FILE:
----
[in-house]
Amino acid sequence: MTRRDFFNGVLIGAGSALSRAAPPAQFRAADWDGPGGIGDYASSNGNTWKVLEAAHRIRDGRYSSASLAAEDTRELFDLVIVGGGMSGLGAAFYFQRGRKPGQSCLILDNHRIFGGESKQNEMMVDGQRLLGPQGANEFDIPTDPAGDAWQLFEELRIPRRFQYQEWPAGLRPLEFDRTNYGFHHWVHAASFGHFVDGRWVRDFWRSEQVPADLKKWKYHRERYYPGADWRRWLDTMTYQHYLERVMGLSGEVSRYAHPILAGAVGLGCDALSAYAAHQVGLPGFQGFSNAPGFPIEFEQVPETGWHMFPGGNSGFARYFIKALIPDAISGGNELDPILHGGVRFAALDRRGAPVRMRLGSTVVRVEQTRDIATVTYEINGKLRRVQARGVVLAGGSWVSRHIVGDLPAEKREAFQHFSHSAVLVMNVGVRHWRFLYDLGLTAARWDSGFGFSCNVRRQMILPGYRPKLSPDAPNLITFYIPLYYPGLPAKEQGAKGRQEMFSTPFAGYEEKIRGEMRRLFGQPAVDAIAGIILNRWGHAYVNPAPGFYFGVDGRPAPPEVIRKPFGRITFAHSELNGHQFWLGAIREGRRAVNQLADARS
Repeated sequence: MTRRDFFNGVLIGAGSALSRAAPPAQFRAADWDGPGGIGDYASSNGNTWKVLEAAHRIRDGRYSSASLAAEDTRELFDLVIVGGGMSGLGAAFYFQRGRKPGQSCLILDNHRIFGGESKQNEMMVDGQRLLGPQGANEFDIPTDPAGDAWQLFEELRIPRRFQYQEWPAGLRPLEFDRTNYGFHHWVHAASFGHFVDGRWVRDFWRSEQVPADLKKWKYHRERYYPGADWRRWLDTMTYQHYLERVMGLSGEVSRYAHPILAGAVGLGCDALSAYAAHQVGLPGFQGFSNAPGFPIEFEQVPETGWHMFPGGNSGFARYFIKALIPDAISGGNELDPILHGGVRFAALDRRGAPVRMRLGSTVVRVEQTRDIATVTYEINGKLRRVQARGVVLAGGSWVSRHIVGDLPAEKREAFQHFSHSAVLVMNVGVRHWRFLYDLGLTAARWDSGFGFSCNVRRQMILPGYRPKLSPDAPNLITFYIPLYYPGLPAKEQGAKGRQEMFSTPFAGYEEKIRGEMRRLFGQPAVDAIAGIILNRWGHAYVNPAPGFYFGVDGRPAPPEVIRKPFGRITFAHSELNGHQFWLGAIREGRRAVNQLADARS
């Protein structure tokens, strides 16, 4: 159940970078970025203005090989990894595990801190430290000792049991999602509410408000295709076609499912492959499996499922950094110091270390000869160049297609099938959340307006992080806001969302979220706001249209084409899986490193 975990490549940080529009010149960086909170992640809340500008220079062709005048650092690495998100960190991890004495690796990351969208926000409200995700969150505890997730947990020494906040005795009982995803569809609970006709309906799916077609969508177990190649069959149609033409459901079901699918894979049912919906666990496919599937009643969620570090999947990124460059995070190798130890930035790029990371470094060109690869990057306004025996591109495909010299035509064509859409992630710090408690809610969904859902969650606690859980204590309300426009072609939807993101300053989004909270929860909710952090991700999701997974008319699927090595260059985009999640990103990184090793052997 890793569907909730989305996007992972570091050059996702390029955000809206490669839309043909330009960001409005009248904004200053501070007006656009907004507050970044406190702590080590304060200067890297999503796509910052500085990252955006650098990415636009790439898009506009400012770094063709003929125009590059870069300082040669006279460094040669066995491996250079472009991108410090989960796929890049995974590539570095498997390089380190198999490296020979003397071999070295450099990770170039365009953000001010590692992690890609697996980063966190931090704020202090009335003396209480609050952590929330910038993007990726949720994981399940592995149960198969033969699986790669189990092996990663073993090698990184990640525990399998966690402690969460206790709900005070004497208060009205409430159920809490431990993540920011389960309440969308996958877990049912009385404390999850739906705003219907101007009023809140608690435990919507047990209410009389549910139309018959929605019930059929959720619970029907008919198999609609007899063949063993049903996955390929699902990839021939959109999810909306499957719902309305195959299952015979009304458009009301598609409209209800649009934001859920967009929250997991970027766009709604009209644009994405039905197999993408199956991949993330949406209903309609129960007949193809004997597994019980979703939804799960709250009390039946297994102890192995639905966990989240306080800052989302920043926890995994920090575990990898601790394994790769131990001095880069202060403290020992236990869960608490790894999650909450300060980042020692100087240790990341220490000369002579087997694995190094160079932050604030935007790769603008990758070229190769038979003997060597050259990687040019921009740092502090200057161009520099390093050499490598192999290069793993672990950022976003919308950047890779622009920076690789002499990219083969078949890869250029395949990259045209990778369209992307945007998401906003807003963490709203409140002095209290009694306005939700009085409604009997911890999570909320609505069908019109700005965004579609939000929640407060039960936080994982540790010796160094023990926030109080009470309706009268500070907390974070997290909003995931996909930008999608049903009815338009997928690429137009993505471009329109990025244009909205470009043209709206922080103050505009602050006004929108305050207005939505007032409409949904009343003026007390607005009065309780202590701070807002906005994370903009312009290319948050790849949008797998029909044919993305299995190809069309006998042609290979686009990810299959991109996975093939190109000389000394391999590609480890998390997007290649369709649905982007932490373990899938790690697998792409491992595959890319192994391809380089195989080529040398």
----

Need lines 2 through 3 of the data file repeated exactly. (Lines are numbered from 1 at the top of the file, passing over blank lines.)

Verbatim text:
Amino acid sequence: MTRRDFFNGVLIGAGSALSRAAPPAQFRAADWDGPGGIGDYASSNGNTWKVLEAAHRIRDGRYSSASLAAEDTRELFDLVIVGGGMSGLGAAFYFQRGRKPGQSCLILDNHRIFGGESKQNEMMVDGQRLLGPQGANEFDIPTDPAGDAWQLFEELRIPRRFQYQEWPAGLRPLEFDRTNYGFHHWVHAASFGHFVDGRWVRDFWRSEQVPADLKKWKYHRERYYPGADWRRWLDTMTYQHYLERVMGLSGEVSRYAHPILAGAVGLGCDALSAYAAHQVGLPGFQGFSNAPGFPIEFEQVPETGWHMFPGGNSGFARYFIKALIPDAISGGNELDPILHGGVRFAALDRRGAPVRMRLGSTVVRVEQTRDIATVTYEINGKLRRVQARGVVLAGGSWVSRHIVGDLPAEKREAFQHFSHSAVLVMNVGVRHWRFLYDLGLTAARWDSGFGFSCNVRRQMILPGYRPKLSPDAPNLITFYIPLYYPGLPAKEQGAKGRQEMFSTPFAGYEEKIRGEMRRLFGQPAVDAIAGIILNRWGHAYVNPAPGFYFGVDGRPAPPEVIRKPFGRITFAHSELNGHQFWLGAIREGRRAVNQLADARS
Repeated sequence: MTRRDFFNGVLIGAGSALSRAAPPAQFRAADWDGPGGIGDYASSNGNTWKVLEAAHRIRDGRYSSASLAAEDTRELFDLVIVGGGMSGLGAAFYFQRGRKPGQSCLILDNHRIFGGESKQNEMMVDGQRLLGPQGANEFDIPTDPAGDAWQLFEELRIPRRFQYQEWPAGLRPLEFDRTNYGFHHWVHAASFGHFVDGRWVRDFWRSEQVPADLKKWKYHRERYYPGADWRRWLDTMTYQHYLERVMGLSGEVSRYAHPILAGAVGLGCDALSAYAAHQVGLPGFQGFSNAPGFPIEFEQVPETGWHMFPGGNSGFARYFIKALIPDAISGGNELDPILHGGVRFAALDRRGAPVRMRLGSTVVRVEQTRDIATVTYEINGKLRRVQARGVVLAGGSWVSRHIVGDLPAEKREAFQHFSHSAVLVMNVGVRHWRFLYDLGLTAARWDSGFGFSCNVRRQMILPGYRPKLSPDAPNLITFYIPLYYPGLPAKEQGAKGRQEMFSTPFAGYEEKIRGEMRRLFGQPAVDAIAGIILNRWGHAYVNPAPGFYFGVDGRPAPPEVIRKPFGRITFAHSELNGHQFWLGAIREGRRAVNQLADARS